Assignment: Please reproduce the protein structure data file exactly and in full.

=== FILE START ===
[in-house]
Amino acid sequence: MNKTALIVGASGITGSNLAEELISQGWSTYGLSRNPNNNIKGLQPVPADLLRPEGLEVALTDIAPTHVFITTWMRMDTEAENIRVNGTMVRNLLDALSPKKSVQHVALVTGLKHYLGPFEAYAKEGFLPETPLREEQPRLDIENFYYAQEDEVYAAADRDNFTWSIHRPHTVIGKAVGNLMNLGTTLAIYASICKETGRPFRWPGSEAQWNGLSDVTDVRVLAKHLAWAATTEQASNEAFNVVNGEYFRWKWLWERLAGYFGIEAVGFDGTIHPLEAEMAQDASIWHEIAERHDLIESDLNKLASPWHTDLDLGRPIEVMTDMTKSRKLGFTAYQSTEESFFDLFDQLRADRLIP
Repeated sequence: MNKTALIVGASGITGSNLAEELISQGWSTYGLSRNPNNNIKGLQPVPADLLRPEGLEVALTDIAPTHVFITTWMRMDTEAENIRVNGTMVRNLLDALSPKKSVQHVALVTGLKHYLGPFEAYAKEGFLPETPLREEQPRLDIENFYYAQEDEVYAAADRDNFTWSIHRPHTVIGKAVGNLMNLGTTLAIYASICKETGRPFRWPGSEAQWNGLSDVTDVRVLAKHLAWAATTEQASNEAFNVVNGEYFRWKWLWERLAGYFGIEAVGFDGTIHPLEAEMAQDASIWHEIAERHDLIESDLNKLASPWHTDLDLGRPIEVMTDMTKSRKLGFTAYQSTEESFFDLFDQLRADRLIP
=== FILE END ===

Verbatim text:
[in-house]
Amino acid sequence: MNKTALIVGASGITGSNLAEELISQGWSTYGLSRNPNNNIKGLQPVPADLLRPEGLEVALTDIAPTHVFITTWMRMDTEAENIRVNGTMVRNLLDALSPKKSVQHVALVTGLKHYLGPFEAYAKEGFLPETPLREEQPRLDIENFYYAQEDEVYAAADRDNFTWSIHRPHTVIGKAVGNLMNLGTTLAIYASICKETGRPFRWPGSEAQWNGLSDVTDVRVLAKHLAWAATTEQASNEAFNVVNGEYFRWKWLWERLAGYFGIEAVGFDGTIHPLEAEMAQDASIWHEIAERHDLIESDLNKLASPWHTDLDLGRPIEVMTDMTKSRKLGFTAYQSTEESFFDLFDQLRADRLIP
Repeated sequence: MNKTALIVGASGITGSNLAEELISQGWSTYGLSRNPNNNIKGLQPVPADLLRPEGLEVALTDIAPTHVFITTWMRMDTEAENIRVNGTMVRNLLDALSPKKSVQHVALVTGLKHYLGPFEAYAKEGFLPETPLREEQPRLDIENFYYAQEDEVYAAADRDNFTWSIHRPHTVIGKAVGNLMNLGTTLAIYASICKETGRPFRWPGSEAQWNGLSDVTDVRVLAKHLAWAATTEQASNEAFNVVNGEYFRWKWLWERLAGYFGIEAVGFDGTIHPLEAEMAQDASIWHEIAERHDLIESDLNKLASPWHTDLDLGRPIEVMTDMTKSRKLGFTAYQSTEESFFDLFDQLRADRLIP